7/11/2012

Metchosin Holdouts - Old Growth Survivors

Ancient Douglas-fir in Metchosin close to Taylor and Rocky Point Rds,
seen from Kangaroo Rd looking south west
Bilston Creek Farm was established in 1853, and was the first colonial settlement of Metchosin. Up until then the Coastal Douglas-fir ecosystem had existed relatively unchanged since the end of the last ice age 10,000 years ago. Groves of giant fir were interspersed with Garry oak meadows. Arbutus grew on rocky outcrops and along the ocean.

After the arrival of Europeans, much of the original forest in the area was altered. But patches of old forest remain, and while much of it is on private property, parks in the area also provide a refuge.

Metchosin is not pro-development like neighbouring municipalities, so other than the agricultural areas, most of the land is covered in forest. For the patient tree hunter, individual giant first growth trees can still be found.

One such tree is the seemingly out-of-place, over-sized Douglas-fir that can be seen on private land just off Rocky Point Road near the intersection with Taylor Road. This lonely senior citizen of the forest continues to hold on after living for hundreds of years, and experiencing the death of most of its kin. Now it stands alone among the young whipper-snappers of trees half its size.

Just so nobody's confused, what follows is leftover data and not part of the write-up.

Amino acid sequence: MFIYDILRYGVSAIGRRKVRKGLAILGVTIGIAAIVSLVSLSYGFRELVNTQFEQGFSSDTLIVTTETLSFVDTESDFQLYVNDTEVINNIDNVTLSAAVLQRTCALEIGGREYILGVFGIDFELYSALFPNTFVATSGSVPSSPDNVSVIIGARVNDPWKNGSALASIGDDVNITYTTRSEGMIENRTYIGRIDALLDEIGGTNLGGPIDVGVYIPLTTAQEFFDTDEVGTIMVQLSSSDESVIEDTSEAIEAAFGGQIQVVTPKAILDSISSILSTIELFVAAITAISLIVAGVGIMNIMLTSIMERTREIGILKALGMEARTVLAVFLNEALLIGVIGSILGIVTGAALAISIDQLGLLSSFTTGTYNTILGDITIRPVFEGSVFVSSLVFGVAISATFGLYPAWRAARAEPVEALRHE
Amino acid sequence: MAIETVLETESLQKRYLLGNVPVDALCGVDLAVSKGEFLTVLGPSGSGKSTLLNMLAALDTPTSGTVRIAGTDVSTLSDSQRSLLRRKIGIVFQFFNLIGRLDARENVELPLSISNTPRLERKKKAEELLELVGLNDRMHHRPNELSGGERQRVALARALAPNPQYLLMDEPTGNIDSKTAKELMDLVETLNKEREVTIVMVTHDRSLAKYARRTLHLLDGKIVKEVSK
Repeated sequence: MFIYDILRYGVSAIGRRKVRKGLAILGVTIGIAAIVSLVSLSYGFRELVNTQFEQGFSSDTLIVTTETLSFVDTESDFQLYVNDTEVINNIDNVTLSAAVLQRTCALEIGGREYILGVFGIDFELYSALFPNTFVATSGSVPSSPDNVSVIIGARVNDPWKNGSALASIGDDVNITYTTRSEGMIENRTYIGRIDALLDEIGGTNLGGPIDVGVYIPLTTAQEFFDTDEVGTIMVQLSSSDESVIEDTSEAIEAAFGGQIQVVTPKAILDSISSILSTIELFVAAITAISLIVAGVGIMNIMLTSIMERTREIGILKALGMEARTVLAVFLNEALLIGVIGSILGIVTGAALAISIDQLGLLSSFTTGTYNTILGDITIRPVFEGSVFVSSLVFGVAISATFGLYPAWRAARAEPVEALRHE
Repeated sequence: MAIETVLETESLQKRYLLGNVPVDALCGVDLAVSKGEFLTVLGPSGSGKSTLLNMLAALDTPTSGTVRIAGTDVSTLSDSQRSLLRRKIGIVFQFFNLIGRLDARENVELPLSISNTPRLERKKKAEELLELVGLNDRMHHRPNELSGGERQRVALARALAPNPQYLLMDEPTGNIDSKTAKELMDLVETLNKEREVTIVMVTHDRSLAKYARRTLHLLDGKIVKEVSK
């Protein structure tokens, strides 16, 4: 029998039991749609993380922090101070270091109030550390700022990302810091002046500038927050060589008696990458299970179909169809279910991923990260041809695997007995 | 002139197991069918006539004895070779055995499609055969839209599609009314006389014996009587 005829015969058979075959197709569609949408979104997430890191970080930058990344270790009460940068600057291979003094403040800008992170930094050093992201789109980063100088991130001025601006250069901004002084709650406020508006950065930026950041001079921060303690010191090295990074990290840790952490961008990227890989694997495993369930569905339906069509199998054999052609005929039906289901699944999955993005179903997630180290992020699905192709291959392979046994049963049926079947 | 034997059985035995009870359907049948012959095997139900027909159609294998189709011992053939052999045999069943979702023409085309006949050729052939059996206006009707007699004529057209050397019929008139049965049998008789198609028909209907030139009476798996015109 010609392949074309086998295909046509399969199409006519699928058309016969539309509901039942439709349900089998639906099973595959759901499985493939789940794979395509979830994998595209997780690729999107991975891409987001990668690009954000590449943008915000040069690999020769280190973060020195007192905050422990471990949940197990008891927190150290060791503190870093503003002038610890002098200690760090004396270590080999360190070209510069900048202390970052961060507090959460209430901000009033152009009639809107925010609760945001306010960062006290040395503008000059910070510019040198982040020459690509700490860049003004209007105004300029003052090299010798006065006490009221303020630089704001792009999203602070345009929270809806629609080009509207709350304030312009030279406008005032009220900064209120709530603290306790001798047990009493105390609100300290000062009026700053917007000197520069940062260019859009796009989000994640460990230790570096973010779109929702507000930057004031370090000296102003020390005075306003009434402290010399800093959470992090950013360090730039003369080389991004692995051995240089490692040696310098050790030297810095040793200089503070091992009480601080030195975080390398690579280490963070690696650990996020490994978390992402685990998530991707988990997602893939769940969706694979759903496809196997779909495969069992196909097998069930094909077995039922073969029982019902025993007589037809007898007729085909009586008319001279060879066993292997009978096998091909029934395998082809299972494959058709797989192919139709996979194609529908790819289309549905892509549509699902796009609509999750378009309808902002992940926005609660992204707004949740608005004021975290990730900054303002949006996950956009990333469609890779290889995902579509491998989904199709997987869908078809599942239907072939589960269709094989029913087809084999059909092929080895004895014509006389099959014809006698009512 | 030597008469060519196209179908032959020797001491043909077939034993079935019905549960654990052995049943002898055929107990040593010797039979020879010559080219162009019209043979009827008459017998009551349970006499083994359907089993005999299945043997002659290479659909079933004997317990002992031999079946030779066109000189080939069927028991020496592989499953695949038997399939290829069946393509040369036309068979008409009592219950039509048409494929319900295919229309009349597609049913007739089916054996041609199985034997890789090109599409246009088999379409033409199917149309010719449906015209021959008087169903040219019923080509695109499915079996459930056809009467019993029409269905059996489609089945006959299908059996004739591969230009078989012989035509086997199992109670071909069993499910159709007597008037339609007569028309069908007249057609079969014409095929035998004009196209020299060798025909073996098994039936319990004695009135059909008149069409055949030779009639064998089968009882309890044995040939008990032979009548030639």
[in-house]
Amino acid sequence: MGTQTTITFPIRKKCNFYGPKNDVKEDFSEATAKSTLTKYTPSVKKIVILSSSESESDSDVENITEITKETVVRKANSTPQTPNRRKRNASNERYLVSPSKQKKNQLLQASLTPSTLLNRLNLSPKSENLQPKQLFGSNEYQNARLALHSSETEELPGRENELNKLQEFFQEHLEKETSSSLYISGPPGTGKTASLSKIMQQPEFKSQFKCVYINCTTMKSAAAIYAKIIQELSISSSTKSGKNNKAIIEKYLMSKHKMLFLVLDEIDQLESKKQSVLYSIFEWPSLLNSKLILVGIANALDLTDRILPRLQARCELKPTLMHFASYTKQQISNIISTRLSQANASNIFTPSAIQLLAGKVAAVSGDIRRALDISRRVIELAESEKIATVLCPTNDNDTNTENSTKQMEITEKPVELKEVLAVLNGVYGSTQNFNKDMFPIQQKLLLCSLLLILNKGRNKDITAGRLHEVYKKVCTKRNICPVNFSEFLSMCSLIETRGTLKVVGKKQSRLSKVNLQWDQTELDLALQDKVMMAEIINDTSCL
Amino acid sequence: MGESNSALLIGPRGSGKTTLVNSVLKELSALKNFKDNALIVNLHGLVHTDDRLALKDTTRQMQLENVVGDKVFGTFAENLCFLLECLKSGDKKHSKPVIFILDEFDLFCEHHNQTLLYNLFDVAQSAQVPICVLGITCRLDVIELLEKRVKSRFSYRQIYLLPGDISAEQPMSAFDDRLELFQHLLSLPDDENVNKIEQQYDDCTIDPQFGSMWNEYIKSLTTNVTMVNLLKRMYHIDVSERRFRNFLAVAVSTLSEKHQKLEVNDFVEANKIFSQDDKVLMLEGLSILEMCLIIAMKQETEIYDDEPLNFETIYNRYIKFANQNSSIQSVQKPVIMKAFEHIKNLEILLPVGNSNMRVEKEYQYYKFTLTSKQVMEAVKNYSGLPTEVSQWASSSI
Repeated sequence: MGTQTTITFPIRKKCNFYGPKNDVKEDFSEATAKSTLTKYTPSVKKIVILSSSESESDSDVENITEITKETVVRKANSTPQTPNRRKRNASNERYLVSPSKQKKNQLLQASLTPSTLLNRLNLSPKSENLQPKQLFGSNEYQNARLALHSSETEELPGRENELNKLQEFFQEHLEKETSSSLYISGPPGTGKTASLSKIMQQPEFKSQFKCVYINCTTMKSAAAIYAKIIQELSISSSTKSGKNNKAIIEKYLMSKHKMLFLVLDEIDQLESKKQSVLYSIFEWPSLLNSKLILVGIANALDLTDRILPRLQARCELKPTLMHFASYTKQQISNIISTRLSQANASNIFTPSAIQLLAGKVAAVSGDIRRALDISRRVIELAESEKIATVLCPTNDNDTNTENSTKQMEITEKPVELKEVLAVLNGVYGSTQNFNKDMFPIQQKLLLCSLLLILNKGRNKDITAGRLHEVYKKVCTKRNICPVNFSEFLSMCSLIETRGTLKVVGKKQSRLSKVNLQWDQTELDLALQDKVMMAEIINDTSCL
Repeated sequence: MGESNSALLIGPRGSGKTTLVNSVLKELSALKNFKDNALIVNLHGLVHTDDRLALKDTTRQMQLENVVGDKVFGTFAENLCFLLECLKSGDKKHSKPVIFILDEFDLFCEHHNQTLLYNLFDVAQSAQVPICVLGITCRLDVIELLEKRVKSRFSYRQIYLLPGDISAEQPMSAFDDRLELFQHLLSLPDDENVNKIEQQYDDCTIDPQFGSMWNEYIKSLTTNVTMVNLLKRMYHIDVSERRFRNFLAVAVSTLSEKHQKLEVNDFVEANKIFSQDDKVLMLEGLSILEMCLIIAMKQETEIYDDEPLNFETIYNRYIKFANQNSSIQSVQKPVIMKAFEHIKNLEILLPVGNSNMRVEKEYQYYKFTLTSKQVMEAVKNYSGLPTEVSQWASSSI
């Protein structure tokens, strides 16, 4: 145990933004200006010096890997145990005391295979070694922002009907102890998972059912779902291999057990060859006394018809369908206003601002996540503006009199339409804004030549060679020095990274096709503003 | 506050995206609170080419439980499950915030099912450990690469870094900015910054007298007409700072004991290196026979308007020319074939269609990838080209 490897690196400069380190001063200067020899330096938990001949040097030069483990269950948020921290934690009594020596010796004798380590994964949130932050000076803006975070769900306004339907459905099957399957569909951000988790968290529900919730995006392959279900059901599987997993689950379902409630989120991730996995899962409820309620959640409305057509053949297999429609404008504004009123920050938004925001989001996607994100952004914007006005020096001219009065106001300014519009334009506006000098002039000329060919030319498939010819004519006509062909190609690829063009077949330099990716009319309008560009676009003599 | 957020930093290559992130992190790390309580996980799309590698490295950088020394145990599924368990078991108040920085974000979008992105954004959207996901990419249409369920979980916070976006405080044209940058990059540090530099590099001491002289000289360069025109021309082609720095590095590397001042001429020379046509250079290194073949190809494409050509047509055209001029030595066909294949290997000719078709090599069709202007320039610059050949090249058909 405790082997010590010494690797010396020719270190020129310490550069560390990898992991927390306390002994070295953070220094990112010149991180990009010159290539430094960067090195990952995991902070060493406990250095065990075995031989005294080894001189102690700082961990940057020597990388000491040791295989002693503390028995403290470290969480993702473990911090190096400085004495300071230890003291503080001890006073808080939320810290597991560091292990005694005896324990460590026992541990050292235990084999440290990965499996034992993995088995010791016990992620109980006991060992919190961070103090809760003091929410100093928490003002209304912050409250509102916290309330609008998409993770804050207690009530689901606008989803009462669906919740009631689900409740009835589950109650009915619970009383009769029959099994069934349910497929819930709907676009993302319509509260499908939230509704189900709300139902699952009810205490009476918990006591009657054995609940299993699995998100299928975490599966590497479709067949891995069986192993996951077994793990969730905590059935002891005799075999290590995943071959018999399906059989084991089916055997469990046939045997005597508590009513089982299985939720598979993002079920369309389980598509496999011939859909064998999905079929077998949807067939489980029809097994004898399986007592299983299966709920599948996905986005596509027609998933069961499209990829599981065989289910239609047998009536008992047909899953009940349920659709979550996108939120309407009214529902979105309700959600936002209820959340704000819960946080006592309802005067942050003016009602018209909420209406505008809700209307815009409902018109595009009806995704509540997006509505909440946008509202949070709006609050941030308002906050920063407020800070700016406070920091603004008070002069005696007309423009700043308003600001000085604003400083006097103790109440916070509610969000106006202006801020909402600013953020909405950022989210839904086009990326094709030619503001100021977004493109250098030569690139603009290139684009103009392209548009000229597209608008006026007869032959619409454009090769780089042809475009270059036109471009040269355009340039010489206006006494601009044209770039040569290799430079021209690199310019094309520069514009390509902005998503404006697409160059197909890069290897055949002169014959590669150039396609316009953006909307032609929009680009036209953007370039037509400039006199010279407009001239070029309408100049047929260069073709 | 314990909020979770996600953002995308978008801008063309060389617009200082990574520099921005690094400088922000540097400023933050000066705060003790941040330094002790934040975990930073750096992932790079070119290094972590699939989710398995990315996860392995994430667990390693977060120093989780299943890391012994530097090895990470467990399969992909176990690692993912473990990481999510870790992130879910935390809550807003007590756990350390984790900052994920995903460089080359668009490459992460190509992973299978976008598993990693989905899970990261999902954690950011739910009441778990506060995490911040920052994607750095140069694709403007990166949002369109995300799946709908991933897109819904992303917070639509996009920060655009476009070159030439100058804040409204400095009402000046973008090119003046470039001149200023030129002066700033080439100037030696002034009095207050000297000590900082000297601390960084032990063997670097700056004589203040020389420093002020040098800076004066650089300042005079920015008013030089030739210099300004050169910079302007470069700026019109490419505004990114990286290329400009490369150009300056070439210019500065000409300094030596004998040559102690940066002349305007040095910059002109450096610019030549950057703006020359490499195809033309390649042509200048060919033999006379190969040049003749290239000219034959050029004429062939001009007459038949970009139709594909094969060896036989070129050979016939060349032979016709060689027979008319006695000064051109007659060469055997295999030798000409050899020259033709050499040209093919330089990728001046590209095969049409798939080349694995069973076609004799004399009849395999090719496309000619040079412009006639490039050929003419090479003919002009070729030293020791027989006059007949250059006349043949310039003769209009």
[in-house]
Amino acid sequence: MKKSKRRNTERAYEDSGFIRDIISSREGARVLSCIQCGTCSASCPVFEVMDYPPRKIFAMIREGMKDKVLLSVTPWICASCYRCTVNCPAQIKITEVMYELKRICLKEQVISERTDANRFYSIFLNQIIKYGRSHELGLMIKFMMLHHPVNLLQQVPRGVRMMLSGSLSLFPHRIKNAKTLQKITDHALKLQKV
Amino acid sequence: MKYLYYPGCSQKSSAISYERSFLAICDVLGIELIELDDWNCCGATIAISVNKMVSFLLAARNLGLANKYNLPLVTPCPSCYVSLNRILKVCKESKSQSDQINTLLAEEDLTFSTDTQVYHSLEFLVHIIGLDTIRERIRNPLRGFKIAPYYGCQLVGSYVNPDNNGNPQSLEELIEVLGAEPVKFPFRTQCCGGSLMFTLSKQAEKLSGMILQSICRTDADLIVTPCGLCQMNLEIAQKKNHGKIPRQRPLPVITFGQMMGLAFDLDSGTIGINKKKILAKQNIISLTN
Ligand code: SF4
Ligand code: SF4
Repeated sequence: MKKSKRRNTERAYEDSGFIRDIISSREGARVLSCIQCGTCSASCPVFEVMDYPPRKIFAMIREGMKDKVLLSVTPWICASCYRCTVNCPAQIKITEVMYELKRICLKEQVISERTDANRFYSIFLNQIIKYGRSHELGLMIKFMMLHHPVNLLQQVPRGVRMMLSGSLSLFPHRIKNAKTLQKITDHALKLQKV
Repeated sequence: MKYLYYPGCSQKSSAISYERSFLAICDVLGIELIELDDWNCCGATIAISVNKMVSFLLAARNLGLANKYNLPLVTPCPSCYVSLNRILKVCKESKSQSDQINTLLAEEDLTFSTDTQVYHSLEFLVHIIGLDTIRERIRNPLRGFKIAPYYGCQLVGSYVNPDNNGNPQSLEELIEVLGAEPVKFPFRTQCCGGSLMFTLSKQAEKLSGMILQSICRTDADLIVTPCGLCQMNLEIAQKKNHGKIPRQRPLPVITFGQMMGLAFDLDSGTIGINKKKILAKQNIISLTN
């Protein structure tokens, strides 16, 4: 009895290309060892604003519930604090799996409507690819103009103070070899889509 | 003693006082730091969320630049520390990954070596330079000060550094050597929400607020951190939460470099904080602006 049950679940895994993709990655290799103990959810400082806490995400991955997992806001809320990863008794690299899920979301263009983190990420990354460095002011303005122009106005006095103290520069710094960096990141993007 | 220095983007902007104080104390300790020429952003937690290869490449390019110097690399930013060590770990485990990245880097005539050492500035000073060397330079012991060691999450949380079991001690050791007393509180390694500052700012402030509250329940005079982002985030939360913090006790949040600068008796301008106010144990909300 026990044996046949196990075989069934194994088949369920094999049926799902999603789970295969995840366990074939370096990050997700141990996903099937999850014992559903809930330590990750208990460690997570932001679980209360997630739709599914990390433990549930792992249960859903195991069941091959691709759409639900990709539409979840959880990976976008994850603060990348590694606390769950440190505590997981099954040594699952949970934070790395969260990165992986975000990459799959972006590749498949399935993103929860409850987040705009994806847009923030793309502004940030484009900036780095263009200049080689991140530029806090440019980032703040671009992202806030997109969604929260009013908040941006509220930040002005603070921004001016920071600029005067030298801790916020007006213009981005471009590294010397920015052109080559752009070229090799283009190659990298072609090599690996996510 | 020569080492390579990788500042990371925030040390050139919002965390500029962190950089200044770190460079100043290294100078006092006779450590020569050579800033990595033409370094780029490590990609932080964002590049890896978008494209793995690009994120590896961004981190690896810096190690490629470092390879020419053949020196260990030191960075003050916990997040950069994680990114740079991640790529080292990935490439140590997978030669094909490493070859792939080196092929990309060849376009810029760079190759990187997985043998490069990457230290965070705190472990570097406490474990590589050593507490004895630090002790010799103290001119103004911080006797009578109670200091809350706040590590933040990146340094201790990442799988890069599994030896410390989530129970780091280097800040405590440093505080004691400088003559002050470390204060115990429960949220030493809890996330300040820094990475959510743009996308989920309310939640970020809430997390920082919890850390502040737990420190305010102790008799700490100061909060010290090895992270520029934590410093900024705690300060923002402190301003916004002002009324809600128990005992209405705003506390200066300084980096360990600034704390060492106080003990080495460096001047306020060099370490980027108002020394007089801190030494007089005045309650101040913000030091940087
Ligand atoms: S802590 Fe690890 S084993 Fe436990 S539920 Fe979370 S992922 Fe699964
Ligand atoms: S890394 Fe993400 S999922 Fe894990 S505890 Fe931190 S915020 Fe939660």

This big, old Douglas-fir has size and character - truly an impressive specimen
This wrinkled grandparent tree has swayed through countless gales blowing off the close-by ocean, and no doubt these strong winds have imposed many an indignity on the tree's lofty branches. Now, with deeply wrinkled bark and a dying leader up top, this graying holdout perches us on its rooty knees and regales us with stories of the mighty ancient forest that it was part of until recently.

We would be wise to listen to these elders, and learn the lessons they have to share with us. Otherwise, will the children of the future know that there were once magnificent trees such as this?

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